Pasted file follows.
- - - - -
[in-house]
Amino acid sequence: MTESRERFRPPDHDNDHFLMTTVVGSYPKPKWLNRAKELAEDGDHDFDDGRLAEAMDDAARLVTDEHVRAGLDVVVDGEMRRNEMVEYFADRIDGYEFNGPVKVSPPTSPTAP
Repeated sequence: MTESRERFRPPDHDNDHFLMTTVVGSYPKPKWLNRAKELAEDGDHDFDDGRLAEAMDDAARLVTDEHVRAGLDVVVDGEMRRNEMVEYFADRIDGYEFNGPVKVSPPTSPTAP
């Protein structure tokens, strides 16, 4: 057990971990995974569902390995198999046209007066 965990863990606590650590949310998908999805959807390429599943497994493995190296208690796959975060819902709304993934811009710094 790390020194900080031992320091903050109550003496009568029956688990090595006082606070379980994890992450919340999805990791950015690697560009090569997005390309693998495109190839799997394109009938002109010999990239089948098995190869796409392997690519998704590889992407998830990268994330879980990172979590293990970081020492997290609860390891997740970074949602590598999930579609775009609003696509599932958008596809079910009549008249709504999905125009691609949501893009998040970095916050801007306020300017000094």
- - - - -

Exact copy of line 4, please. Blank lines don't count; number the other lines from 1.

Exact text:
């Protein structure tokens, strides 16, 4: 057990971990995974569902390995198999046209007066 965990863990606590650590949310998908999805959807390429599943497994493995190296208690796959975060819902709304993934811009710094 790390020194900080031992320091903050109550003496009568029956688990090595006082606070379980994890992450919340999805990791950015690697560009090569997005390309693998495109190839799997394109009938002109010999990239089948098995190869796409392997690519998704590889992407998830990268994330879980990172979590293990970081020492997290609860390891997740970074949602590598999930579609775009609003696509599932958008596809079910009549008249709504999905125009691609949501893009998040970095916050801007306020300017000094």